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Dharamshala: Tibetan spiritual leader His Holiness the Dalai Lama to attend an International Sino-Tibetan conference on 6 August in Geneva, aimed at "finding common Ground" between two communities.  Over 100 Chinese and Tibetan scholars, writers, Journalists and advocates to gather for the unique conference on Tibet where Tibetan leader His holiness to deliver a keynote address.

The following text is released on 27 July, 2009 - "A unique conference on Tibet, participated solely by Tibetan and Chinese scholars, writers, journalist, advocates and social workers, will be held in Geneva, Switzerland from 6 -8 August 2009. Convened by the International Fellowship of Reconciliation and the Swiss Tibetan Friendship Association, the conference will be attended by over 100 Chinese and Tibetan delegates from all over the world.

"The objective of the conference is to create a better understanding between the two communities and to explore ways for a peaceful solution of the Tibetan issue," said Mr. Jonathan Sisson of the International Fellowship of Reconciliation. "This is in the interest of both the Chinese and the Tibetan peoples," said Dr. Tashi Thaktsang of the Swiss Tibetan Friendship Association. "In addition, it will serve the long-term development of China and contribute to peace and stability in Asia," he added.

His Holiness the Dalai Lama will give the keynote address. Mr. Yan Jiaqi, a leading Chinese liberal scholar who had served in the Political Reform Commission under the leadership of then Chinese Communist Party General Secretary Zhao Ziyang in the 1980s, will be a guest speaker. Mr. Yan Jiaqi also served as Director of the Institute of Political Research of the Chinese Academy of Social Sciences (CASS) and has written several books, including "A Ten Year History of the Cultural Revolution".

For centuries, the Chinese and the Tibetan peoples have lived in close interaction with each other, collaborating and benefiting from one another - spiritually, socially, and economically. For the last fifty - sixty years, however, these relations have been overshadowed by serious political disputes.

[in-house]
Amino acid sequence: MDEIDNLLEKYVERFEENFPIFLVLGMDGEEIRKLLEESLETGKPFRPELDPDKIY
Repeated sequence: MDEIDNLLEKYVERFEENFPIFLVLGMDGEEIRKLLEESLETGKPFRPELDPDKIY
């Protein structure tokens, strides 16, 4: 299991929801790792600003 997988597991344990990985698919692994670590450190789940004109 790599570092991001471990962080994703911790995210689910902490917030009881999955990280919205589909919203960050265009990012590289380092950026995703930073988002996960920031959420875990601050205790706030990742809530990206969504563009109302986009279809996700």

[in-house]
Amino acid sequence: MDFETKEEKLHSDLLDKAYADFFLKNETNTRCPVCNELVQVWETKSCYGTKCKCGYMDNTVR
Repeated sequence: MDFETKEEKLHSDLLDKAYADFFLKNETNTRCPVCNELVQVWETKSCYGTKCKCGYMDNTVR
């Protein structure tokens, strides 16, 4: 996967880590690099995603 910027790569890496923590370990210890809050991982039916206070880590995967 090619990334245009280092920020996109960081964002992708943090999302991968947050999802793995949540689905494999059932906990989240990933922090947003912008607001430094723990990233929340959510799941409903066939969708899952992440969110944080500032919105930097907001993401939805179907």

As the demonstrations throughout Tibet in 2008 showed, there is widespread discontent among the Tibetan population toward the policies of the Chinese government in Tibet. To interpret these events as "anti-Chinese" agitation orchestrated by the "Dalai clique", as Chinese authorities have done, is to misunderstand the reasons of the demonstrations.

On numerous occasions, His Holiness the Dalai Lama has said the Tibetans are not making any demands based on history. In his 10 March 2009 statement he said, "We need to look to the future and work for our mutual benefit. We Tibetans are looking for a legitimate and meaningful autonomy, an arrangement that would enable Tibetans to live within the framework of the People's Republic of China."

Therefore, the path towards the realization of those rights, however, does not lay in increased strife, but will require the cooperation of all the concerned parties. To this end, His Holiness has been calling for initiatives to increase the mutual understanding between the Tibetan and Chinese peoples.

Irrespective of where one stands on the political issue of Tibet, all of those who care about the future of China are concerned about the increased tension between Tibetans and Chinese. As primary stakeholders, representatives of Chinese and Tibetan civil society have an important role to play in the efforts to achieve a peaceful resolution of the Tibet question. In the recent past, concerned Chinese and Tibetan individuals have taken steps to encourage a better mutual understanding. This has had a positive impact and a need was felt to have a larger gathering to be held in Switzerland given its history of hosting numerous reconciliation events."

There will be a Meet the Press with His Holiness the Dalai Lama and the conference organizers on August 6, 2009 at Hotel Intercontinental, Geneva. For more information and accreditation click here: Meet the Press.

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